Every year, the business press, technology gurus and research organisations release their own predictions for the biggest developments to transform the way we live and work.
But, much like the folding phones, roll-up televisions and vegan meat on display at the recent CES trade show, there are plenty of innovations with more profile than impact – augmented reality.
Instead, we have reviewed the host of predictions made in the first half of January and selected the trends and developments with a real chance of influencing your business in the coming months.
The greatest issue of the last few years isn’t going away. 2018 not only ushered in the implementation of GDPR, but also saw several high-profile data breaches with subsequent fines of several millions of dollars pending. The way businesses manage their (and their customers’) data will be under greater scrutiny than ever. In the first instance, it’s about protecting data – with many companies expected to open cyber security departments or outsource security expertise. However, it’s also about the way that data is managed and used – balancing the priorities of data ethics and data value management.
AI into BI
Big Data is no longer an unknown quantity, but harnessing its potential demands expert capability in data science. Machine learning will change this, opening possibilities with augmented analytics. With automated algorithms exploring data, we’ll see a greater capacity to generate insight from the vast amounts of data available. Gartner predicts that this will help identify hidden patterns in data and help remove human biases from our analytics.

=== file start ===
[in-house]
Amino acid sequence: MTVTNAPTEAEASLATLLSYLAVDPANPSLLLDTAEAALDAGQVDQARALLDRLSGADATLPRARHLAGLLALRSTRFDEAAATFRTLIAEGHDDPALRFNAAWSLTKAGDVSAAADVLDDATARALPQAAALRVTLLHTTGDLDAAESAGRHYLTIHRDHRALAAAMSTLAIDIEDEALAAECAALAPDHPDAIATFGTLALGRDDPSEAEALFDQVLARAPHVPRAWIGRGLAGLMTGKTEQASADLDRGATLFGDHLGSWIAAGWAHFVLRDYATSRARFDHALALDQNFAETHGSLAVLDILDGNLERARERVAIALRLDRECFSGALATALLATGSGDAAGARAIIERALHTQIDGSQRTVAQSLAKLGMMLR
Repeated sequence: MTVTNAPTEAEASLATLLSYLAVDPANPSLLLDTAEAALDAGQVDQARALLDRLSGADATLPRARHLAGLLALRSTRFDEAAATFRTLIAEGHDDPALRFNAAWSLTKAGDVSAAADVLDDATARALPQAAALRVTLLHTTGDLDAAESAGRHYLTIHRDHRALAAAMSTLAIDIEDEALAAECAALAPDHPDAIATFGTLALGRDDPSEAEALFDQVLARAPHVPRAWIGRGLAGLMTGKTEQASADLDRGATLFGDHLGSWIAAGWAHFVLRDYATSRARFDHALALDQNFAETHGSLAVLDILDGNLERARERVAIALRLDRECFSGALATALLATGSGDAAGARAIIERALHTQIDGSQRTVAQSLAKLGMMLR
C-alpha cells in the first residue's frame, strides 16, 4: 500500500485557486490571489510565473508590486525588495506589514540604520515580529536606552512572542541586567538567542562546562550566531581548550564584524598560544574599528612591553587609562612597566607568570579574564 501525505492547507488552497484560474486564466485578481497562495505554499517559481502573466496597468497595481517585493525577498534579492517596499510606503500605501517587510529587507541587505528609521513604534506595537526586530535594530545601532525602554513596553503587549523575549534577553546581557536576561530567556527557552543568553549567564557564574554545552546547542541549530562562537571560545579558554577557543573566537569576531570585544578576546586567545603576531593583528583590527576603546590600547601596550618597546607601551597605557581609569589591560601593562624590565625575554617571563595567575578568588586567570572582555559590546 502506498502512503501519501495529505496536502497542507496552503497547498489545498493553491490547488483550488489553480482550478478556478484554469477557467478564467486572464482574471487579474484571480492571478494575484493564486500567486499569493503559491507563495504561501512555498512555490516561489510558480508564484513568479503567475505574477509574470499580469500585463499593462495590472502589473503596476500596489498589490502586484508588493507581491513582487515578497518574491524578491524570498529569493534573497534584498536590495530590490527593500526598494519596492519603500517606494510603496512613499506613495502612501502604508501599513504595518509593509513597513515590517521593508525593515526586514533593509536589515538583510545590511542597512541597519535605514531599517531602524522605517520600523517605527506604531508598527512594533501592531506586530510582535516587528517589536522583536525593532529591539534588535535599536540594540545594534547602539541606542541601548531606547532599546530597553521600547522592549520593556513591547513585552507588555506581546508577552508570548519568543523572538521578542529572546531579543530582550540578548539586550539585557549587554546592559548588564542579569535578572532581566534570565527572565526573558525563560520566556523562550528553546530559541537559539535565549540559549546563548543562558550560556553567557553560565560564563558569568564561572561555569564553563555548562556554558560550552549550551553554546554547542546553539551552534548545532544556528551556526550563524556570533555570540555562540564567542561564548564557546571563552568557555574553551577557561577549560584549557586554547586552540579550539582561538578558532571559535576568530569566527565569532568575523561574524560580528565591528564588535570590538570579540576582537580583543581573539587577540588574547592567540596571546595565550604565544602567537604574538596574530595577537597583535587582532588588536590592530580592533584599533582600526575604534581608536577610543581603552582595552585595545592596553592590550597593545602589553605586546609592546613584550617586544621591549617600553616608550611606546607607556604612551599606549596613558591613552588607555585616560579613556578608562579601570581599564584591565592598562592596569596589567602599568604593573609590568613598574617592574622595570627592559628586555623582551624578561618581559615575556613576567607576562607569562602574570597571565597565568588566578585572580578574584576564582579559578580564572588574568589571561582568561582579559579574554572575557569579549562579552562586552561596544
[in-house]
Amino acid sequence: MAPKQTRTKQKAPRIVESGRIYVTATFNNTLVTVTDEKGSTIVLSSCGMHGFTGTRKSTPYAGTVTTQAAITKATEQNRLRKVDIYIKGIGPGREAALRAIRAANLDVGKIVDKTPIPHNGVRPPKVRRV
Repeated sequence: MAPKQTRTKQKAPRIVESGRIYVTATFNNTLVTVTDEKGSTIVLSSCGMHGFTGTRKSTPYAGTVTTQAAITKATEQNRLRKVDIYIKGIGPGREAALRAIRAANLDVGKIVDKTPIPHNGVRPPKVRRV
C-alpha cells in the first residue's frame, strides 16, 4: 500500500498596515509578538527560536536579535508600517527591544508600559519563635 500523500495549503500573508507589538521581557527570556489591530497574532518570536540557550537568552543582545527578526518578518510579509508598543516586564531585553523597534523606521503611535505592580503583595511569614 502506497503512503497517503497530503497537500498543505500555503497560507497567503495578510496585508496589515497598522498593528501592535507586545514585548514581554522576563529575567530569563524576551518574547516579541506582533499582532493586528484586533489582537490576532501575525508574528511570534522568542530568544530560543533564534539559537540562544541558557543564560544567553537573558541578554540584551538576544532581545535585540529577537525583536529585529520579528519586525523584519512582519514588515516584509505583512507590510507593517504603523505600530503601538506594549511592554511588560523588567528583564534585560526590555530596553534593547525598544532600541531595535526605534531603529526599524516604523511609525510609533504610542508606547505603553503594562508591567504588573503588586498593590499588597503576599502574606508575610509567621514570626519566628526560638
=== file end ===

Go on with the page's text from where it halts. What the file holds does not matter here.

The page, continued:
The Cloud and the Edge
On one hand, cloud computing is still growing – with the greater connectivity and accessibility allowing for the growth of centralised, cloud-based applications and infrastructure. However, we’ll also see more computing power move in the other direction – out to the edge of the network, with more data stored, processed and displayed locally. While that’s partly about making the internet of things more viable and useful, this ‘empowered edge’ will also transform the way networks function, from industrial machinery to business communication tools.
As it sounds, a digital twin is a virtual replica of a physical asset, whether a place, system or a person. While the concept is not new, all the pieces are in place to make it possible – the internet of things, AI, machine learning and connectivity. This offers new possibilities for remote surgery, mass manufacturing and even automotive design, but it’s also a clear route to greater workforce automation across a wide range of industries and tasks.